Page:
Some people may feel Utah's financial crisis is over since tax-cutting initiatives failed last fall, the economy is improving and lawmakers are debating the best way to refund a $19 million state budget surplus. But that "surplus" may be more imaginary than real.
For example, the state faces serious problems with sewage and waste water plants, with upkeep of highways, with urban transit, with education and many other programs where critical needs far, far outstrip available finances.Take just the sewage and waste water difficulties. Dozens of Utah communities are threatened with sanctions by the Environmental Protection Agency because their sewage systems are wearing out or are working beyond capacity.
The situation is so serious that in some communities, septic tanks can't handle the problem and raw sewage is seeping above ground, entering creeks and irrigation canals, contaminating underground water supplies and even running down street gutters in town.
Yet few, if any, such communities have the finances to construct new waste water and sewage treatment plants. Costs can run into the millions of dollars on any single project, completely dwarfing the people's ability to pay, particularly in many of the smaller towns.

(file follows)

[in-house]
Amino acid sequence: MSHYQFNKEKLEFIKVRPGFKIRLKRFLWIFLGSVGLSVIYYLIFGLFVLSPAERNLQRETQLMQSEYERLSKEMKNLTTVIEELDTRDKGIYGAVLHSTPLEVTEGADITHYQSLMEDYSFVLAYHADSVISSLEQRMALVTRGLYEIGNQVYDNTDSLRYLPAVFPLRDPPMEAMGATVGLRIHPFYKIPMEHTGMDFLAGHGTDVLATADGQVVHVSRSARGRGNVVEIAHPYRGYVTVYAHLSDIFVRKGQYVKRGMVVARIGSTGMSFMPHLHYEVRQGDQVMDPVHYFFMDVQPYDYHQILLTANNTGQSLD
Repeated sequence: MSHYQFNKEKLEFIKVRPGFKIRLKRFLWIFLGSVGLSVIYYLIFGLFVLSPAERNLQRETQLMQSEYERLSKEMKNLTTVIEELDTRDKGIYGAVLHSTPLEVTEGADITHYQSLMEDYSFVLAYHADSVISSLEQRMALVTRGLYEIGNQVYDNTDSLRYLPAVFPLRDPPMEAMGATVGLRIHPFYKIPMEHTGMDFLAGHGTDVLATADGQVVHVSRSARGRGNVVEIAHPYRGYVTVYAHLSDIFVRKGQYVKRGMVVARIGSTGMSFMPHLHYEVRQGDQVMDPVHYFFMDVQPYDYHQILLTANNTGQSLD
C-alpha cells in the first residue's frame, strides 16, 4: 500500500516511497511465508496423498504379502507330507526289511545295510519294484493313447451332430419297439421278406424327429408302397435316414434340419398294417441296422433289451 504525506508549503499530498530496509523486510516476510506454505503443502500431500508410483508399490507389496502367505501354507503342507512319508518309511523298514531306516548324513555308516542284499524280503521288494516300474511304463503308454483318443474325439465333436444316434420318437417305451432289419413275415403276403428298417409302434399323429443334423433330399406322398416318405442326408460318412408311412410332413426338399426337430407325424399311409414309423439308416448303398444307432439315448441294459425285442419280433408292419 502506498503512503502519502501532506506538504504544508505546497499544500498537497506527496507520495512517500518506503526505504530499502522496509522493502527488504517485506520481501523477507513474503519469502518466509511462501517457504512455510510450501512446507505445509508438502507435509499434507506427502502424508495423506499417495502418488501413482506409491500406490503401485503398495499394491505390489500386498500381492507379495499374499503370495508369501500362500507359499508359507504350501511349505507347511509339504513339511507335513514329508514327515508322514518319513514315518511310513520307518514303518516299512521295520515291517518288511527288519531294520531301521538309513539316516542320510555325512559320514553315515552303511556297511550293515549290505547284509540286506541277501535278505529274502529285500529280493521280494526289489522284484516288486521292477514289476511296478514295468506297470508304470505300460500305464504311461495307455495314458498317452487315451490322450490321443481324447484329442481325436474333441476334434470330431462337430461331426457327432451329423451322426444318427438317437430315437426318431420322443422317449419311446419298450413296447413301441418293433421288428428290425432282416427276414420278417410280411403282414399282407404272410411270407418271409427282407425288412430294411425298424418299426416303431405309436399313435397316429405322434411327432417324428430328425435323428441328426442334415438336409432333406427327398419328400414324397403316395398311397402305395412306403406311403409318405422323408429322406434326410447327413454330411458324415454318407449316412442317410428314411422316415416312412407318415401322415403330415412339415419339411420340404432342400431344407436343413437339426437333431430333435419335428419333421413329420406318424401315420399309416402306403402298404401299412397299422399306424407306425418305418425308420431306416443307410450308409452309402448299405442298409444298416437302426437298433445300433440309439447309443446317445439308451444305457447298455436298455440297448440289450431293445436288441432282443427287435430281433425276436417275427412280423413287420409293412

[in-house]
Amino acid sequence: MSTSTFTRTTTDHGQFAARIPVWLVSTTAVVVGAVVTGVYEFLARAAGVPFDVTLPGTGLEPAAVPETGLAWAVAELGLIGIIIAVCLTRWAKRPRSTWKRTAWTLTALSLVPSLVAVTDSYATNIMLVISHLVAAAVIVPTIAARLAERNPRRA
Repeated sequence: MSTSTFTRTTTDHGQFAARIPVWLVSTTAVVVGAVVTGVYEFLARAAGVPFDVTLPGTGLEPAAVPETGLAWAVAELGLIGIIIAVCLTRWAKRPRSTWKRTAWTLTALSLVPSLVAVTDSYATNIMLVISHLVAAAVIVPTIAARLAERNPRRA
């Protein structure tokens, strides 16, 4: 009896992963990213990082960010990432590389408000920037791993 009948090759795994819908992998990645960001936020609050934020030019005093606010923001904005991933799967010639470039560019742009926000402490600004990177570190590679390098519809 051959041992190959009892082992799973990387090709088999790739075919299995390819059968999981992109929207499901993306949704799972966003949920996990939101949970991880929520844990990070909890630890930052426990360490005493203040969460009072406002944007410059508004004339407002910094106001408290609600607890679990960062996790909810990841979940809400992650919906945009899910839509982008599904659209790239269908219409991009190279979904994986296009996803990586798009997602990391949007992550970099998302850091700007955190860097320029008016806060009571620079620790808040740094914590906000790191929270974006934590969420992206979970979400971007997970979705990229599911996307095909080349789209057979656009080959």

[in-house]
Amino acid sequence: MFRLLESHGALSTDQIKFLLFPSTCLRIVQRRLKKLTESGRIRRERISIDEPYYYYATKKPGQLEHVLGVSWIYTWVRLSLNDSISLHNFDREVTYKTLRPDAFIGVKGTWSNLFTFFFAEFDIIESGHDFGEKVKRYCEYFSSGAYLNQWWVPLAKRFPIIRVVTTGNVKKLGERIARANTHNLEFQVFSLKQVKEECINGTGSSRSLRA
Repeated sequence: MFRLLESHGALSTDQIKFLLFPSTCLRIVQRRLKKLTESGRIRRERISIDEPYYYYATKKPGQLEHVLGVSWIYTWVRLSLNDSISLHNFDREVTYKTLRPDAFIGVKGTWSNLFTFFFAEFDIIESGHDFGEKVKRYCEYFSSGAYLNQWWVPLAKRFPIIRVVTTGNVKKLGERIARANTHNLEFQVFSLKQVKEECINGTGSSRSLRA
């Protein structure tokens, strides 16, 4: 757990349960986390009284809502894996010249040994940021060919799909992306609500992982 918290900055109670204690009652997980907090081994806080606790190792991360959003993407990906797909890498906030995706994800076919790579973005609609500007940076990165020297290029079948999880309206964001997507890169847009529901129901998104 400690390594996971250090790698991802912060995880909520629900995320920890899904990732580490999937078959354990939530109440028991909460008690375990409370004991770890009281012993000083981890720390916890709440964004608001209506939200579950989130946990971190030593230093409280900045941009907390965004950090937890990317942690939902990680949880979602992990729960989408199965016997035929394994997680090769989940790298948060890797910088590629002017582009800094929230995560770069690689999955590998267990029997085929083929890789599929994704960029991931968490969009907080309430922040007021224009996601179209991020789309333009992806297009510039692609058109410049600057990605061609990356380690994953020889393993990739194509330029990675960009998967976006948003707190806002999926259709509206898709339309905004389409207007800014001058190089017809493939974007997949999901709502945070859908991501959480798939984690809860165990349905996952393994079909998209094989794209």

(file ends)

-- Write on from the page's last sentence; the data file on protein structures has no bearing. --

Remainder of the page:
As a News Extra in the Deseret News pointed out this week, the 39 most urgent waste water projects - those that absolutely must be taken care of immediately - would cost about $78 million. Other projects described as "current needs" would raise the total to $358 million.
Against this demand, the state has a mere $1.7 million in its revolving loan fund and controls another $16 million in federal loan money - all of which is already committed to various projects.
In the 1970s, the federal government was making direct grants to states and communities for water treatment plants to bring them up to EPA standards, but budget deficits have caused those funds to dwindle away. By 1991, there will be no more federal grants; only a revolving loan fund will be available. In any case, federal loans must be matched by 20 percent in state money.
To make things worse, as the federal funds have dried up, the EPA has tightened its environmental standards. Not having the money to meet those standards is not an acceptable excuse as far as the EPA is concerned. Failure to remedy the problems could result in fines and prohibition of any new construction, including housing.
Clearly, the best way around this problem is for the state to dramatically increase its own revolving loan fund. A measure to increase that fund by $50 million is now before the Legislature, but the bill's future appears doubtful.
Under the circumstances, lawmakers ought to be taking a serious look at state finances, recognizing that instead of surpluses, what the state is really facing is an enormous revenue shortfall compared to need.